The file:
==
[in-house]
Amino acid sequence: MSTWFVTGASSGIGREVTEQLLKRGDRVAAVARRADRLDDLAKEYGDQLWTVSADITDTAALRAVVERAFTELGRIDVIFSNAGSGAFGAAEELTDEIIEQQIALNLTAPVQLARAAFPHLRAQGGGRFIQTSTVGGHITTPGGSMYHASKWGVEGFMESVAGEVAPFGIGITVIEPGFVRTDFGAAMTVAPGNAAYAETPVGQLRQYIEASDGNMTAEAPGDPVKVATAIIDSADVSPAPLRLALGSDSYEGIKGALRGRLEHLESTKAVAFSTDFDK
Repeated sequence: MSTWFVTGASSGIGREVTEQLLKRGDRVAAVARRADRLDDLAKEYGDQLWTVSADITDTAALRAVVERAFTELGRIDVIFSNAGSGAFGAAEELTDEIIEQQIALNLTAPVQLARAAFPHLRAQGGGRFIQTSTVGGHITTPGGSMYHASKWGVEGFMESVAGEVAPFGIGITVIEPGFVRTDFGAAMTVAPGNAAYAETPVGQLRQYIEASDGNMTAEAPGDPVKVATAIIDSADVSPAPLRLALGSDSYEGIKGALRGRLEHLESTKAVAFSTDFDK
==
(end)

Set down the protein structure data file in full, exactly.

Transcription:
[in-house]
Amino acid sequence: MSTWFVTGASSGIGREVTEQLLKRGDRVAAVARRADRLDDLAKEYGDQLWTVSADITDTAALRAVVERAFTELGRIDVIFSNAGSGAFGAAEELTDEIIEQQIALNLTAPVQLARAAFPHLRAQGGGRFIQTSTVGGHITTPGGSMYHASKWGVEGFMESVAGEVAPFGIGITVIEPGFVRTDFGAAMTVAPGNAAYAETPVGQLRQYIEASDGNMTAEAPGDPVKVATAIIDSADVSPAPLRLALGSDSYEGIKGALRGRLEHLESTKAVAFSTDFDK
Repeated sequence: MSTWFVTGASSGIGREVTEQLLKRGDRVAAVARRADRLDDLAKEYGDQLWTVSADITDTAALRAVVERAFTELGRIDVIFSNAGSGAFGAAEELTDEIIEQQIALNLTAPVQLARAAFPHLRAQGGGRFIQTSTVGGHITTPGGSMYHASKWGVEGFMESVAGEVAPFGIGITVIEPGFVRTDFGAAMTVAPGNAAYAETPVGQLRQYIEASDGNMTAEAPGDPVKVATAIIDSADVSPAPLRLALGSDSYEGIKGALRGRLEHLESTKAVAFSTDFDK